## Concealing Prefix Lifts

Concealing infix lift-like operations is easy. For example,

```
sin `liftA` [pi,tau]
sin ↥ [π,τ]
```

The two lines are equivalent (In real code it’ll be `<$>`

, which is also concealed with ↥, because in essence it is a lift operation.)

Now, how to conceal the prefix version?

`liftA sin [pi,tau]`

It appears that we can exploit the nice properties of Haskell: the space operator has highest precedence, and since `liftA f`

is always a function by itself (a lifted one), why not just write exactly that: a new function? Behold:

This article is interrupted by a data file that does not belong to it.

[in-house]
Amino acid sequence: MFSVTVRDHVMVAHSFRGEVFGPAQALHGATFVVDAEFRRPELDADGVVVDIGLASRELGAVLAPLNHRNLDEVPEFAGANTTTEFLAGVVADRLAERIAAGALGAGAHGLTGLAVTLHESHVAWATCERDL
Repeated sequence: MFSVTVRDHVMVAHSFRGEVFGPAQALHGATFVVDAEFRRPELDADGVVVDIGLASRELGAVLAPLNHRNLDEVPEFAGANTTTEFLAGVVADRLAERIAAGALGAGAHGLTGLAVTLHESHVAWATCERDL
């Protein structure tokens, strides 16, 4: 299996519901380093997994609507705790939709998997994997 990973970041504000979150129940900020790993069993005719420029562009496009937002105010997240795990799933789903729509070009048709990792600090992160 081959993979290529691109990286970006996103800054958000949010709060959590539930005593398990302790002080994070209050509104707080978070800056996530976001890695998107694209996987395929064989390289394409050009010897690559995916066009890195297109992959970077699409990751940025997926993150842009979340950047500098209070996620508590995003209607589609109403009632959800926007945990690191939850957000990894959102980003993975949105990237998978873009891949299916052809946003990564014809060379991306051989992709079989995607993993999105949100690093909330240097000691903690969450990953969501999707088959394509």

`↥sin [π,τ]`

Notice that there is no space between ↥ and sin, which means that `↥sin`

identifier is a function. (Well, technically not, since ↥ is not allowed in the first place, and surely is not a valid name identifier, but we can pretend. There is already a precedence of a similar dualism, i.e. the subtraction operator and the minus sign.) By prepending ↥ we just make a notation for a lifted function.

So, `liftA sin`

produces a new function, which is `↥sin`

(read as “lifted sin function”). And now these are equivalent:

```
sin ↥ [π,τ] -- Take sin, lift it, and apply to a list
↥sin [π,τ] -- Apply lifted sin to a list
```

Surprisingly, this concealing scheme can be easily implemented, I’ll publish it soon.